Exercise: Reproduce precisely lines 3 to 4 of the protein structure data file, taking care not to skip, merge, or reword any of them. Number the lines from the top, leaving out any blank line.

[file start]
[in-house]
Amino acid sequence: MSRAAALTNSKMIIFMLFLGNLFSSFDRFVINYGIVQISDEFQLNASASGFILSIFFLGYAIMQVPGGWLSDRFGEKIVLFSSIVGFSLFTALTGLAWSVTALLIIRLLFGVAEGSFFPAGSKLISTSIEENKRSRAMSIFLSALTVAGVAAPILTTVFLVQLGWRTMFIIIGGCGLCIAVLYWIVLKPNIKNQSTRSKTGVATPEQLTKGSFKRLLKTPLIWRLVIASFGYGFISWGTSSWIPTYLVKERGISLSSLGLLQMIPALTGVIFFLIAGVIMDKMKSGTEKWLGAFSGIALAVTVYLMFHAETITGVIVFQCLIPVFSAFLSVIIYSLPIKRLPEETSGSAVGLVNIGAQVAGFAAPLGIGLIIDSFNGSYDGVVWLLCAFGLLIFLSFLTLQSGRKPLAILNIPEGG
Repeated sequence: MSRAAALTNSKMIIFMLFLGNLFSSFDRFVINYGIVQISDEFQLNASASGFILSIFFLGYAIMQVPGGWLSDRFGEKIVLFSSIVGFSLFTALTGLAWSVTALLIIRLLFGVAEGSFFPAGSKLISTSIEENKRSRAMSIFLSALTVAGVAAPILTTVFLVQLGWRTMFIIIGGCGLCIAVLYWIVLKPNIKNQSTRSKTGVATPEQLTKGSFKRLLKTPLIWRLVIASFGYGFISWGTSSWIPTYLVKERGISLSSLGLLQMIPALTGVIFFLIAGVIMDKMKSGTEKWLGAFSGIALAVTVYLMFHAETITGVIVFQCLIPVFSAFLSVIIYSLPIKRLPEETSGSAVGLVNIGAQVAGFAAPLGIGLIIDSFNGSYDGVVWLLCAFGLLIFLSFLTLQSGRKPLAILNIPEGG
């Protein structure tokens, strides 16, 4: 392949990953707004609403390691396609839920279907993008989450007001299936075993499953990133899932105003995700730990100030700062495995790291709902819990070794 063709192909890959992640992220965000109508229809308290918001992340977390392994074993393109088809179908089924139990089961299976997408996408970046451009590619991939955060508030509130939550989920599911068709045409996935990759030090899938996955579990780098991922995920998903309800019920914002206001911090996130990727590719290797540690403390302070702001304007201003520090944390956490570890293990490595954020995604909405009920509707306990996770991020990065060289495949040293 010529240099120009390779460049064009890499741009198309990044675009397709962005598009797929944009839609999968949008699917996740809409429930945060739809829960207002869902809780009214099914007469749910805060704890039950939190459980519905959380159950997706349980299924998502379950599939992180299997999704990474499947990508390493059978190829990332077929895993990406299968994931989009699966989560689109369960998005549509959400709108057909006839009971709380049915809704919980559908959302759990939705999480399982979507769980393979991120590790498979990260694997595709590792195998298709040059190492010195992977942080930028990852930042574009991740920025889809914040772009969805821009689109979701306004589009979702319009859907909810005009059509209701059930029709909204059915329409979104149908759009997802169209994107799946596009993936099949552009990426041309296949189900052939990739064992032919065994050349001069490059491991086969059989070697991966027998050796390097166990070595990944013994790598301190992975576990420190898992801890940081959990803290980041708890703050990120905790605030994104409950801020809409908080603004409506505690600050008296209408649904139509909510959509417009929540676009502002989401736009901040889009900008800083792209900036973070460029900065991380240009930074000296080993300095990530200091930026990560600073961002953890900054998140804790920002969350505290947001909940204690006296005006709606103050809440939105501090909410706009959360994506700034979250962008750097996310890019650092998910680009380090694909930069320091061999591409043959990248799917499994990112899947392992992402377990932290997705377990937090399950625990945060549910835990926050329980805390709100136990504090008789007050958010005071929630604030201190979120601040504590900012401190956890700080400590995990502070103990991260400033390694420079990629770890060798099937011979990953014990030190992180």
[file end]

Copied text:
Repeated sequence: MSRAAALTNSKMIIFMLFLGNLFSSFDRFVINYGIVQISDEFQLNASASGFILSIFFLGYAIMQVPGGWLSDRFGEKIVLFSSIVGFSLFTALTGLAWSVTALLIIRLLFGVAEGSFFPAGSKLISTSIEENKRSRAMSIFLSALTVAGVAAPILTTVFLVQLGWRTMFIIIGGCGLCIAVLYWIVLKPNIKNQSTRSKTGVATPEQLTKGSFKRLLKTPLIWRLVIASFGYGFISWGTSSWIPTYLVKERGISLSSLGLLQMIPALTGVIFFLIAGVIMDKMKSGTEKWLGAFSGIALAVTVYLMFHAETITGVIVFQCLIPVFSAFLSVIIYSLPIKRLPEETSGSAVGLVNIGAQVAGFAAPLGIGLIIDSFNGSYDGVVWLLCAFGLLIFLSFLTLQSGRKPLAILNIPEGG
């Protein structure tokens, strides 16, 4: 392949990953707004609403390691396609839920279907993008989450007001299936075993499953990133899932105003995700730990100030700062495995790291709902819990070794 063709192909890959992640992220965000109508229809308290918001992340977390392994074993393109088809179908089924139990089961299976997408996408970046451009590619991939955060508030509130939550989920599911068709045409996935990759030090899938996955579990780098991922995920998903309800019920914002206001911090996130990727590719290797540690403390302070702001304007201003520090944390956490570890293990490595954020995604909405009920509707306990996770991020990065060289495949040293 010529240099120009390779460049064009890499741009198309990044675009397709962005598009797929944009839609999968949008699917996740809409429930945060739809829960207002869902809780009214099914007469749910805060704890039950939190459980519905959380159950997706349980299924998502379950599939992180299997999704990474499947990508390493059978190829990332077929895993990406299968994931989009699966989560689109369960998005549509959400709108057909006839009971709380049915809704919980559908959302759990939705999480399982979507769980393979991120590790498979990260694997595709590792195998298709040059190492010195992977942080930028990852930042574009991740920025889809914040772009969805821009689109979701306004589009979702319009859907909810005009059509209701059930029709909204059915329409979104149908759009997802169209994107799946596009993936099949552009990426041309296949189900052939990739064992032919065994050349001069490059491991086969059989070697991966027998050796390097166990070595990944013994790598301190992975576990420190898992801890940081959990803290980041708890703050990120905790605030994104409950801020809409908080603004409506505690600050008296209408649904139509909510959509417009929540676009502002989401736009901040889009900008800083792209900036973070460029900065991380240009930074000296080993300095990530200091930026990560600073961002953890900054998140804790920002969350505290947001909940204690006296005006709606103050809440939105501090909410706009959360994506700034979250962008750097996310890019650092998910680009380090694909930069320091061999591409043959990248799917499994990112899947392992992402377990932290997705377990937090399950625990945060549910835990926050329980805390709100136990504090008789007050958010005071929630604030201190979120601040504590900012401190956890700080400590995990502070103990991260400033390694420079990629770890060798099937011979990953014990030190992180």